Colombia’s all-yellow kit made each player look a stone overweight (Brayan Gomez resembled Xherdan Shaqiri AFTER finishing the “all-you-can-eat” menu). Their display against India barely disabused viewers of that portly notion. And India were much-improved second time around, probably worthy of drawing level and ultimately only beaten by two bits of class from Juan Penaloza.

Colombia were better against Ghana, whose games both finished 1-0 but were both better than that. And the Black Starlets may yet develop into title contenders. They need to ditch the uncanny knack of missing semi-sitters from the corner of the six-yard box, though, two in one move against the US. And it was probably ironic (although, being American, he wouldn’t have known) that Ayo Akinola’s winner came from a situation Ghana frequently wasted.

A competent US team are already through with six points for and no goals against. But the group, like Ghana, has been better than that. And while India would probably not have qualified from any group, this one turned tough on them. They will have learnt from the experience, though. And if India host the 2019 Under-20 event, their games might almost be as good to watch as to hear.

Group B: New Zealand 1 Turkey 1; Paraguay 3 Mali 2; Turkey 0 Mali 3; Paraguay 4 New Zealand 2

Less the Group of Death than the Group of WTF?

Even if the tournament continues to be a classic, Paraguay/Mali could still be the stand-out game. Paraguay went two-up while Mali got used to the fag-end of Mumbai’s monsoon. And once Mali found their proverbial and actual feet, the match was a sensation. The African champions were desperately unlucky to lose, sawn-off by atrocious refereeing as Portugal’s Artur Soares Dias momentarily failed to distinguish between a hand and a hip from about eight yards away.

There’s goals in Paraguay. They netted six against the surprisingly competitive Kiwis. Unfortunately, centre-back Alexis Duarte pinged two of them into his own net. Duarte’s default expression was hangdog and he looked ready to walk back to Asuncion when he put New Zealand two-one up.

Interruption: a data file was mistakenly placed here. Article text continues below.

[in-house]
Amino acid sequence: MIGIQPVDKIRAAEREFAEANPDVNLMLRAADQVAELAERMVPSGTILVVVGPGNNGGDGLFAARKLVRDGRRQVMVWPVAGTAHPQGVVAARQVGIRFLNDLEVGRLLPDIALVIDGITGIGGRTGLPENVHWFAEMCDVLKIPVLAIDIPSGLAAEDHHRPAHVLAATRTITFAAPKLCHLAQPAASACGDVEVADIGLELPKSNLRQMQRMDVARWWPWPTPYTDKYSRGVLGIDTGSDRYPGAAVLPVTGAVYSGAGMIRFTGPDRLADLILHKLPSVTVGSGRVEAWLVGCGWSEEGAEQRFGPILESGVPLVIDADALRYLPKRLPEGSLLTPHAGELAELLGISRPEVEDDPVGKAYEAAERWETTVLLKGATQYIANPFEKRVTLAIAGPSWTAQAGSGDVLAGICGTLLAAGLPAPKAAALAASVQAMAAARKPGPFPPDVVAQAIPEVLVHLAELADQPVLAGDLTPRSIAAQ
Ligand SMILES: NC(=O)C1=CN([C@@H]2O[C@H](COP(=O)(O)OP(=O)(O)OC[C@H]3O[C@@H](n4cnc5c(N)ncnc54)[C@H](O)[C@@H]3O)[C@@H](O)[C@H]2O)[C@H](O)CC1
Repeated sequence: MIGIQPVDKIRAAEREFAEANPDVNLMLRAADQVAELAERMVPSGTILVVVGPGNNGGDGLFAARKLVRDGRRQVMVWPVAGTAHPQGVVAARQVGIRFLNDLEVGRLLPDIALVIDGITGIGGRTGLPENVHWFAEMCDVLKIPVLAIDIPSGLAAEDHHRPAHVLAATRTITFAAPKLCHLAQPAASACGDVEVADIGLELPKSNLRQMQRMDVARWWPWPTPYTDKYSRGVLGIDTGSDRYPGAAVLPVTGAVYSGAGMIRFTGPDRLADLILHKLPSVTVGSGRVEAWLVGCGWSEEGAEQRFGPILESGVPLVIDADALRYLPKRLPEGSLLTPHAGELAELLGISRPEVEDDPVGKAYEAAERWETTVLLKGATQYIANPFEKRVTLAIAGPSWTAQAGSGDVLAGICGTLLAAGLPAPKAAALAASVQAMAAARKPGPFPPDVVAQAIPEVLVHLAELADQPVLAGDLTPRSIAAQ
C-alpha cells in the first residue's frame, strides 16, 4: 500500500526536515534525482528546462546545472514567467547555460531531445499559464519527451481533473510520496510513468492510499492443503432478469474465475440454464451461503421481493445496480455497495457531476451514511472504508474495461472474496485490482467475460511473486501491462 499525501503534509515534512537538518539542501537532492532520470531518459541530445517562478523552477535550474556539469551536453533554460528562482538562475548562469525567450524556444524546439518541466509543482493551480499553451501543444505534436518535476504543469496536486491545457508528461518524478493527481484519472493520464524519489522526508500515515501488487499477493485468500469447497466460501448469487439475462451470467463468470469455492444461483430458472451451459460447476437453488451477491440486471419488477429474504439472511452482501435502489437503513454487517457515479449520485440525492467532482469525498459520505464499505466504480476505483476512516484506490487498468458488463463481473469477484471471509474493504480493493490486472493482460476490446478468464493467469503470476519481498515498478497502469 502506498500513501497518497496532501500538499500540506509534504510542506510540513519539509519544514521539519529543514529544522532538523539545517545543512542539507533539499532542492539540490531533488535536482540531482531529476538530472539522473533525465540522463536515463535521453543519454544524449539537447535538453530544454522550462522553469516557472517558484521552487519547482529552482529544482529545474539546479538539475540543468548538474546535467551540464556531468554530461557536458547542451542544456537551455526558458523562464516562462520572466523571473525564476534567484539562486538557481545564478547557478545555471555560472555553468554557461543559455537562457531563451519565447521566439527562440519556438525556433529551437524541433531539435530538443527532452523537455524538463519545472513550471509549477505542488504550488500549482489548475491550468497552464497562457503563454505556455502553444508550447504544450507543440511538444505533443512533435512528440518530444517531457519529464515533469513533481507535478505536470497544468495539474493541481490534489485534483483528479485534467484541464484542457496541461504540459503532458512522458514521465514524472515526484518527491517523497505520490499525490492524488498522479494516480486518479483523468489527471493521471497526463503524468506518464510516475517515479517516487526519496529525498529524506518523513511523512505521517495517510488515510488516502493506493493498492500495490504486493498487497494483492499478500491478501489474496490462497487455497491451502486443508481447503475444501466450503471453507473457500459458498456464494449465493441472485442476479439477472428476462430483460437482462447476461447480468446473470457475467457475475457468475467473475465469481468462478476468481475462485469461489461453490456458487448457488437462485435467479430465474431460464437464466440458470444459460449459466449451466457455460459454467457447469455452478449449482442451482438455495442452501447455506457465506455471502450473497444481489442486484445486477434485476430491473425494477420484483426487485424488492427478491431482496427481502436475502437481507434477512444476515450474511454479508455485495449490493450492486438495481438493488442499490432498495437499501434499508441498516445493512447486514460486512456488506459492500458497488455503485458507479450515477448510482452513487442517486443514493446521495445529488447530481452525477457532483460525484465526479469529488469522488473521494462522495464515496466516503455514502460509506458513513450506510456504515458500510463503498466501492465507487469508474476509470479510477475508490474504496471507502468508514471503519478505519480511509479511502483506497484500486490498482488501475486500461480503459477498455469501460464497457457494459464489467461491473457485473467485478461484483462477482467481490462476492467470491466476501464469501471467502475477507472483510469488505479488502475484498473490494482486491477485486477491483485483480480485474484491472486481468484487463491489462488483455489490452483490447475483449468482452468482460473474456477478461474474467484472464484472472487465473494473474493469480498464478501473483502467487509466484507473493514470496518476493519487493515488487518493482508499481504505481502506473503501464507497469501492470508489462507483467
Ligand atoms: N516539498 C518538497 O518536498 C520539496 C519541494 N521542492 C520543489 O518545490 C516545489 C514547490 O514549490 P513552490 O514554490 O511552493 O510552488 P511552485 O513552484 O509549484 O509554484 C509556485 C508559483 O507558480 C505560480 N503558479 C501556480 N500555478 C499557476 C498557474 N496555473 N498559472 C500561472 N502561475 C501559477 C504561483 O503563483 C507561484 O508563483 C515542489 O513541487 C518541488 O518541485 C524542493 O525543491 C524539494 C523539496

Fortunately, Paraguay weren’t left to rue their ability to comically miss chances. And New Zealand may well be on their expected way home early, unless they shock a Mali team who beat Turkey three-nil and would have won by at least three more with a shade of composure in one-on-one situations. “A much better Mali than the Paraguay game,” noted Eurosport’s Stewart Robson, tipping Mali as contenders while betraying the fact that he hadn’t watched the Paraguay game.

Turkey’s back four were as square as my clothes and Mali ran in behind them at will. So, it must be said, and apologies for saying it, Turkey have been a Turkey. They gave the initiative to New Zealand after a bright start. And they never had any initiative to give to Mali. Yet they will qualify if they have beaten an already qualified and possibly second-choice Paraguay by the time most of you read this. The 24-team format stands condemned if they do.

Group C: Germany 2 Costa Rica 1: Iran 3 Guinea 1; Costa Rica 2 Guinea 2; Iran 4 Germany 0

Yes, you read that last score right. And if Iran had been remotely clinical in front of goal, that four might have read six. Only Gary Lineker at his most ironic could tip Germany to win this tournament. And Eurosport’s Wayne Boyce’s audibly lost conviction word-by-word, when imagining looking back on this debacle “when Germany are lifting the trophy in a couple of weeks.”

German coach Christian Wuck has the air of Jose Mourinho about him when he’s not happy. So, he’s had the air of Jose Mourinho about him a LOT. Germany appear over-trained, effortlessly cramping up (physically, metaphorically and creatively), though being Germany, they eked out a narrow, late victory against Costa Rica anyway.